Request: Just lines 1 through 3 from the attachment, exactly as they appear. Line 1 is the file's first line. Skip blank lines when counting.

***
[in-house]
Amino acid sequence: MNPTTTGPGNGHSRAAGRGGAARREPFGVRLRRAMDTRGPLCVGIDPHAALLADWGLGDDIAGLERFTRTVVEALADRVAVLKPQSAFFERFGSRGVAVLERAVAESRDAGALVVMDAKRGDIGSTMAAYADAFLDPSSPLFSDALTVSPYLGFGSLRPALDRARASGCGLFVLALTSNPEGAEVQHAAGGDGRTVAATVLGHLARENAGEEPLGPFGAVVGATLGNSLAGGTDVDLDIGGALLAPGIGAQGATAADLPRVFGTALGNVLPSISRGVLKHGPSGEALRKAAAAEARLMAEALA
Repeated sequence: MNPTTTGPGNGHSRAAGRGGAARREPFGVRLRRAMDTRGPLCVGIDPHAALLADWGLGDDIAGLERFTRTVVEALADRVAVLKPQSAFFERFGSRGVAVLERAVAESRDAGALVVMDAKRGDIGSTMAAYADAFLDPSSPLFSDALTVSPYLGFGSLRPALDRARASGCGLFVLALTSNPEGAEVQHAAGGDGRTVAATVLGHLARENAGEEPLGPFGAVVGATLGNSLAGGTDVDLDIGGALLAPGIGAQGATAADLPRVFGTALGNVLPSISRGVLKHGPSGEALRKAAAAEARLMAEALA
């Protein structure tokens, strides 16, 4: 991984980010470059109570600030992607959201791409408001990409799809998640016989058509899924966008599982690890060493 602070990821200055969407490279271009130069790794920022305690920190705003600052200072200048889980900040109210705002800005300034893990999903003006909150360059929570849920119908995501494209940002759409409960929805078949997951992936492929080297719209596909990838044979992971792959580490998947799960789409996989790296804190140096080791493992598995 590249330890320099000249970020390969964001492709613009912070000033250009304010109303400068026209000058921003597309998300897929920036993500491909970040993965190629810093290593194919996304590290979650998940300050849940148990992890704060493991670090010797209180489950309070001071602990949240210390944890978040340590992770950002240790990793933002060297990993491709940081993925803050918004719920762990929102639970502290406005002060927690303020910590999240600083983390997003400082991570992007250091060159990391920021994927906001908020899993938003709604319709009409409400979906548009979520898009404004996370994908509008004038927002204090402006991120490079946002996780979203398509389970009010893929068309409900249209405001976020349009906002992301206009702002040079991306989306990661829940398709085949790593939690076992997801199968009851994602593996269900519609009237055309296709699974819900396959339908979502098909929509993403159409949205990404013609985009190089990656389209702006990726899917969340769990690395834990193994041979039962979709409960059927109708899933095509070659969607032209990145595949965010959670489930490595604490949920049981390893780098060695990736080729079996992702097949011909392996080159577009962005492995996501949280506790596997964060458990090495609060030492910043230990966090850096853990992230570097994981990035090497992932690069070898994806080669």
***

[in-house]
Amino acid sequence: MNPTTTGPGNGHSRAAGRGGAARREPFGVRLRRAMDTRGPLCVGIDPHAALLADWGLGDDIAGLERFTRTVVEALADRVAVLKPQSAFFERFGSRGVAVLERAVAESRDAGALVVMDAKRGDIGSTMAAYADAFLDPSSPLFSDALTVSPYLGFGSLRPALDRARASGCGLFVLALTSNPEGAEVQHAAGGDGRTVAATVLGHLARENAGEEPLGPFGAVVGATLGNSLAGGTDVDLDIGGALLAPGIGAQGATAADLPRVFGTALGNVLPSISRGVLKHGPSGEALRKAAAAEARLMAEALA
Repeated sequence: MNPTTTGPGNGHSRAAGRGGAARREPFGVRLRRAMDTRGPLCVGIDPHAALLADWGLGDDIAGLERFTRTVVEALADRVAVLKPQSAFFERFGSRGVAVLERAVAESRDAGALVVMDAKRGDIGSTMAAYADAFLDPSSPLFSDALTVSPYLGFGSLRPALDRARASGCGLFVLALTSNPEGAEVQHAAGGDGRTVAATVLGHLARENAGEEPLGPFGAVVGATLGNSLAGGTDVDLDIGGALLAPGIGAQGATAADLPRVFGTALGNVLPSISRGVLKHGPSGEALRKAAAAEARLMAEALA